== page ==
Bhutan has to date approved 64 foreign direct investment (FDI) projects worth Nu 34 billion since the country allowed foreign investment in 2002.

According to the FDI annual report 2017, the country approved five projects in 2016. This means that since then, in a span of about a year and half, 10 FDI projects were approved.

Sources from the economic affairs ministry said that 19 more projects are approved in principle in 2017 and the first quarter of 2018. This would take the total number to 83.

Of the total FDIs, 65 percent of the investors are from Asia, 25 percent from Europe, nine percent from America and the rest from Oceania region.

India is the largest investor in the manufacturing sector and maximum investments in the service sector came from Singapore and Thailand.

Around 38 percent of the FDIs are in the hotel industry, which is one of the hard currency earners with the potential to create employment. ICT sector has also attracted 17 percent of the investment with a total of 11 projects.

There are only four FDIs in power intensive manufacturing industries and four in financial services. The number doubles in case of agro and dairy activities.

According to the annual report, FDI companies have created 4,871 jobs as of 2016, of which 93 percent are locals. In 2010, 2,341 jobs are created.

The report states that the implementation of the 2002 FDI policy started in 2005. However, few FDIs existed before the adoption of the policy.   

For instance, companies like the Bhutan National Bank and Bank of Bhutan had shareholders from International Finance Corporation and State Bank of India respectively even before the implementation of the FDI policy. Jobs created by these two agencies are also accounted for employment opportunities the FDI created.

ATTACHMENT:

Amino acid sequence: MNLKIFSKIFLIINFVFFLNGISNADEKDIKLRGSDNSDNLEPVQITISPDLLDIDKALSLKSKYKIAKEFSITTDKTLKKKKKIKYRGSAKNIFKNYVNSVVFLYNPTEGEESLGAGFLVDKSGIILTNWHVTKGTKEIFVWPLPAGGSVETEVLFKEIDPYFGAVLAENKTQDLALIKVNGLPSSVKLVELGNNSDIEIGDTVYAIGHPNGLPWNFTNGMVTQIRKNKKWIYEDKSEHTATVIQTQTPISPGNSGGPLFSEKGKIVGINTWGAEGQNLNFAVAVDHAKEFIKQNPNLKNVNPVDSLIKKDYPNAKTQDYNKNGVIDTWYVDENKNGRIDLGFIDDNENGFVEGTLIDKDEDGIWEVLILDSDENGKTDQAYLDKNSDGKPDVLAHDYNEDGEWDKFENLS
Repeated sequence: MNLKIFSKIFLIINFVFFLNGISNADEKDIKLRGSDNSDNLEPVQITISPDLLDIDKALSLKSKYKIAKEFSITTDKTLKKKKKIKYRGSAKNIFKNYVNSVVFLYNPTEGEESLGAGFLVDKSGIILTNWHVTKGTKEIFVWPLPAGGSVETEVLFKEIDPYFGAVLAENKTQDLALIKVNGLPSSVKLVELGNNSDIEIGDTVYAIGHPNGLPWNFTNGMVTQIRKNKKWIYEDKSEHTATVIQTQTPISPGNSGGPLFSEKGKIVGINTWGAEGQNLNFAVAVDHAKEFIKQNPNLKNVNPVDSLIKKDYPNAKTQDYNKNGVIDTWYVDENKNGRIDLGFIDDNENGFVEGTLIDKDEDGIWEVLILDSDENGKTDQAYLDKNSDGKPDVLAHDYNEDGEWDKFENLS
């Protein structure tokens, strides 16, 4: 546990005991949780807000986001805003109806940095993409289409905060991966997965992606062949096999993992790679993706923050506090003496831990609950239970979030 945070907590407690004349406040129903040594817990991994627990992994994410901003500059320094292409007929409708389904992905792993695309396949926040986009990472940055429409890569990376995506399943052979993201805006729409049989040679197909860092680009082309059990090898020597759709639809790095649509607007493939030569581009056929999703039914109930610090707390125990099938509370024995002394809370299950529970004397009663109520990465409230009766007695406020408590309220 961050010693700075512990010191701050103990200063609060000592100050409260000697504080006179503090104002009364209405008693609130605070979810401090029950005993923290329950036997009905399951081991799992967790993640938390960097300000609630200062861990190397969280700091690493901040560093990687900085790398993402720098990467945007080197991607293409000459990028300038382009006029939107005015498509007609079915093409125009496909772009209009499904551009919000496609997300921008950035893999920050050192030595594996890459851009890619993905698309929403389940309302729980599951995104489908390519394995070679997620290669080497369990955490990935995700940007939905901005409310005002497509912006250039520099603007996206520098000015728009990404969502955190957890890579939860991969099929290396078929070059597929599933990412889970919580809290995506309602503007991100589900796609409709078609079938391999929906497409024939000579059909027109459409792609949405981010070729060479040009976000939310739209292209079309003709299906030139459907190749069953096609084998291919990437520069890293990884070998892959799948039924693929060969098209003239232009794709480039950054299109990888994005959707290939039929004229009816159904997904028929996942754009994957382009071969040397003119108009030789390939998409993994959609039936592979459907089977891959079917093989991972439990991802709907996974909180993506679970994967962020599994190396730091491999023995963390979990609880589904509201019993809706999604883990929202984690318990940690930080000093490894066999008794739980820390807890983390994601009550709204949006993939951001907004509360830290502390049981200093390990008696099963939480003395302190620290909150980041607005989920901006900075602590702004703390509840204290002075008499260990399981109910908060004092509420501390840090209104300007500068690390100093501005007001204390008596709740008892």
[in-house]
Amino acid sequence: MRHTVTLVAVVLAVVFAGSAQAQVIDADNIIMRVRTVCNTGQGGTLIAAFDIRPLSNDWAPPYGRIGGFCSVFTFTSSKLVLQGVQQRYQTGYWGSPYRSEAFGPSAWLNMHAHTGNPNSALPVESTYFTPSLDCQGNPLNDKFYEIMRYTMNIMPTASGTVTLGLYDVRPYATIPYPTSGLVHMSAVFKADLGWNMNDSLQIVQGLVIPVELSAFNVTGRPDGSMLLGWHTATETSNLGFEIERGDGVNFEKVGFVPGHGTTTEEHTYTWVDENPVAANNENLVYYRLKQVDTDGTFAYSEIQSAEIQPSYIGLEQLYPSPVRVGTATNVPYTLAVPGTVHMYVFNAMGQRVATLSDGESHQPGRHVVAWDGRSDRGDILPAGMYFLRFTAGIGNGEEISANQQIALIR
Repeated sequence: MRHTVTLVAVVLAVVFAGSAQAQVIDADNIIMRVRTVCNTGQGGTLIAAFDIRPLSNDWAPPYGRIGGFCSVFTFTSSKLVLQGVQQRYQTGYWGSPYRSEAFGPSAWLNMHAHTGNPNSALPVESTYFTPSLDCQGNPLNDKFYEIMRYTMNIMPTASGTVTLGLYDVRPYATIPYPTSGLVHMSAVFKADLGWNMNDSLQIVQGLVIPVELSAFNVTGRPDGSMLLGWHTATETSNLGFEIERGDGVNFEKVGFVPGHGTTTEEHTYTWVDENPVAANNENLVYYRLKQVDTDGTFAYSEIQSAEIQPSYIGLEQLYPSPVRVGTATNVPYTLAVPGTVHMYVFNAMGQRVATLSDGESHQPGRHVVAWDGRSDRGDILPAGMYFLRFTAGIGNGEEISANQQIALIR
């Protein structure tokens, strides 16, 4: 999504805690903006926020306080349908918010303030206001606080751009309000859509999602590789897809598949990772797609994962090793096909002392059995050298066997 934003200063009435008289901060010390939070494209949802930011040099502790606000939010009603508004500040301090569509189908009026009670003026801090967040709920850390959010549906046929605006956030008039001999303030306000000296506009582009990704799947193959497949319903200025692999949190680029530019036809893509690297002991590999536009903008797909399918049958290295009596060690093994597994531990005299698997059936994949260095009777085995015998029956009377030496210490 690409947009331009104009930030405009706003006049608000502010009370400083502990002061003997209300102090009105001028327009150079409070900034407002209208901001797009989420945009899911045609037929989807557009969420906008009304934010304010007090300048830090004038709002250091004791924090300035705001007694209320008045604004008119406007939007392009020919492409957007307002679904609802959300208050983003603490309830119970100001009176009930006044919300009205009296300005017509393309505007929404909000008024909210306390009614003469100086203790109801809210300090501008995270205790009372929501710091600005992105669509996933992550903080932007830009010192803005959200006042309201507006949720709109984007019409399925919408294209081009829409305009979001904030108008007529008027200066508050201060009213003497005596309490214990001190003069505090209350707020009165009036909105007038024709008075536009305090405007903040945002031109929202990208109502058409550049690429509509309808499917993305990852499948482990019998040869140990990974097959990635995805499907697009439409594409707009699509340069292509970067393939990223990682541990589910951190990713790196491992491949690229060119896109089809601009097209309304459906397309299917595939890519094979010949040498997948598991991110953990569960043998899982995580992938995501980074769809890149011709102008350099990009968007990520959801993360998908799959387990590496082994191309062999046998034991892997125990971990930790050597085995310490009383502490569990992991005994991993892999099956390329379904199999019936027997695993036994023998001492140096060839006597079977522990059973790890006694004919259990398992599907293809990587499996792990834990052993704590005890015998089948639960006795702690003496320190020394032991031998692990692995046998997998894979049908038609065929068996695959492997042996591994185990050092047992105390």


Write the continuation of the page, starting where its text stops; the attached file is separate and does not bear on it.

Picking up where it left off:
However, the Bhutan Mountain Hazelnut Ventures has employed the highest number of people at 872.

The FDI companies in 2016 contributed about Nu 1.6B in the form of taxes to the government coffer, forming about 7.5 percent of the revenue.

FDI projects are mostly located in the western dzongkhags of Thimphu, Paro and Chukha, the former two in the service sector and the latter in manufacturing.

During the Better Business Summit held on May 17 and 18, senior industry officer of the FDI division with the economic affairs ministry, Sonam Lhamo said that several reforms are being taken to improve the investment climate.

For instance, the recent revision in FDI policy has considered the feed back from the private sector and minimum investment threshold from foreign investors were reduced from 20 percent to 10 percent. FDI companies are also allowed to own land.

Some relaxation has also been made on repatriation of dividend to the investor’s country in hard currency.

In complementing the efforts, she said e-regulations have been made online and that the investors’ guide is available online in 100 international languages.

She also highlighted on the fiscal incentives and improved ranking on the ease of doing business. Besides, the country’s industrial area is estimated to increase by six folds with completion of industrial estates and increase in reliable power after the commissioning of hydropower projects.

Despite the efforts and the often-touted unique selling points that the country uses to attract FDI, the size of foreign investment flowing into the country is lowest in the region.

Tshering Dorji


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